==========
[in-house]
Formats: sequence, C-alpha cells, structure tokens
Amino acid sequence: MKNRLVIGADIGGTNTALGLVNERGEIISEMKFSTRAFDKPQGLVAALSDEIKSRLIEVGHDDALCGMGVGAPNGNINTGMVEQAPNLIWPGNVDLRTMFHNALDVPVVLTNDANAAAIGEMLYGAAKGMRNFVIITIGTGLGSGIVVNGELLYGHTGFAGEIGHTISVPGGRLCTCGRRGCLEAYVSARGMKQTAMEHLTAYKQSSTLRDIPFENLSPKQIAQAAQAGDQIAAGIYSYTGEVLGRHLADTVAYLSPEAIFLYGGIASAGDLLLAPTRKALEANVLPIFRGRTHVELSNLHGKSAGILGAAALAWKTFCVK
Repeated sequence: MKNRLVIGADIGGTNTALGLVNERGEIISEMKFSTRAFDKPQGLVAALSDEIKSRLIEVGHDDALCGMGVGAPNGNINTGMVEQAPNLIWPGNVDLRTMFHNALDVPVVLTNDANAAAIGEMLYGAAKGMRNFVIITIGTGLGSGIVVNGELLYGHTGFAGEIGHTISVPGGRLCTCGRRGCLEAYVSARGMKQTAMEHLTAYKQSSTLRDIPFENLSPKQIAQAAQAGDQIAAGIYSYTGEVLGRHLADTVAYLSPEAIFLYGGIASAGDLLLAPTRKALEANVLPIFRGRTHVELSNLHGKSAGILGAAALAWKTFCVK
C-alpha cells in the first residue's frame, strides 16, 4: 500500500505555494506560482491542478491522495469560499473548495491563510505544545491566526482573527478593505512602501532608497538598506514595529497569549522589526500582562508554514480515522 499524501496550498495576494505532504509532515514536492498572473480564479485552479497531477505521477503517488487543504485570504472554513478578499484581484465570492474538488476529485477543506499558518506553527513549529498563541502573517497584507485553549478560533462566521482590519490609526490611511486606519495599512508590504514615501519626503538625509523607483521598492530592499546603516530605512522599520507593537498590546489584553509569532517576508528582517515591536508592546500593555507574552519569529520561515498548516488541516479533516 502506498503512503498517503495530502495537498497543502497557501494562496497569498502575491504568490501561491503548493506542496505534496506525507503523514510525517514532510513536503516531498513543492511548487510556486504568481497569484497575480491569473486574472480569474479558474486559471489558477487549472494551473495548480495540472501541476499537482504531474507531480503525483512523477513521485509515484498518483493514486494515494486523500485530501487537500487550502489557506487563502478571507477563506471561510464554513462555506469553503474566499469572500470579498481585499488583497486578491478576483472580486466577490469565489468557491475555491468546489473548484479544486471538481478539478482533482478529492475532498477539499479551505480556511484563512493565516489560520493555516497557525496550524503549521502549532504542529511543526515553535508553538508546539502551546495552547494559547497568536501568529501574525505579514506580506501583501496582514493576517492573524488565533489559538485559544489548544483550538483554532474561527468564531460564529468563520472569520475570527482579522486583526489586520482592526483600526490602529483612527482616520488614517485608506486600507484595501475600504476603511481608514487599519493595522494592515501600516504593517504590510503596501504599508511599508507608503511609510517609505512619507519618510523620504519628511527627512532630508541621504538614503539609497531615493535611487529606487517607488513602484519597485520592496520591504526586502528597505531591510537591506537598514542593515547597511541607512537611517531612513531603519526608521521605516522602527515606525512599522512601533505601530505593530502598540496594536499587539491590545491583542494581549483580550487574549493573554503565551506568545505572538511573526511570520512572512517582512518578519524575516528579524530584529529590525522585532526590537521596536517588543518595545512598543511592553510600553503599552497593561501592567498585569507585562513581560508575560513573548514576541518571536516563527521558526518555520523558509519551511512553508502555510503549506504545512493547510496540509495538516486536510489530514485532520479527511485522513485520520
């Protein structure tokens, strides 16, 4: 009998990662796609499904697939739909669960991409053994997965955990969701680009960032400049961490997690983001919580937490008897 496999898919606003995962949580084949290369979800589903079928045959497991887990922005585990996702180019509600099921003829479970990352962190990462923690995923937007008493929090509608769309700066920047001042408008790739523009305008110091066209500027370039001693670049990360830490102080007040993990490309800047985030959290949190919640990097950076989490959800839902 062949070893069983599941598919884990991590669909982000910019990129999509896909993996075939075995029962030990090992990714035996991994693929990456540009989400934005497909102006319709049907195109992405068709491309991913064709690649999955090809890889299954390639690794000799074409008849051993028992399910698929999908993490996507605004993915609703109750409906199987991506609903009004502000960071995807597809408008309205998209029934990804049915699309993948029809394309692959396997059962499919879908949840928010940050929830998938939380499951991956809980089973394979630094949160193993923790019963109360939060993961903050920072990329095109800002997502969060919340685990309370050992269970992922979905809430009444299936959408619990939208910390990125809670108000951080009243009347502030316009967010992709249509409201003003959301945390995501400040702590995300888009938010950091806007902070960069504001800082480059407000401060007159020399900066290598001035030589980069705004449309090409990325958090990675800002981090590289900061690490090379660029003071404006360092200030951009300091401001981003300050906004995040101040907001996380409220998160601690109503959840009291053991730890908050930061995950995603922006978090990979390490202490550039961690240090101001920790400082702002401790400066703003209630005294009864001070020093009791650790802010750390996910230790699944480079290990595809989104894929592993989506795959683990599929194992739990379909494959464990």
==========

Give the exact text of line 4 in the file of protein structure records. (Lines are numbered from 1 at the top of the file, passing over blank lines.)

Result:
Repeated sequence: MKNRLVIGADIGGTNTALGLVNERGEIISEMKFSTRAFDKPQGLVAALSDEIKSRLIEVGHDDALCGMGVGAPNGNINTGMVEQAPNLIWPGNVDLRTMFHNALDVPVVLTNDANAAAIGEMLYGAAKGMRNFVIITIGTGLGSGIVVNGELLYGHTGFAGEIGHTISVPGGRLCTCGRRGCLEAYVSARGMKQTAMEHLTAYKQSSTLRDIPFENLSPKQIAQAAQAGDQIAAGIYSYTGEVLGRHLADTVAYLSPEAIFLYGGIASAGDLLLAPTRKALEANVLPIFRGRTHVELSNLHGKSAGILGAAALAWKTFCVK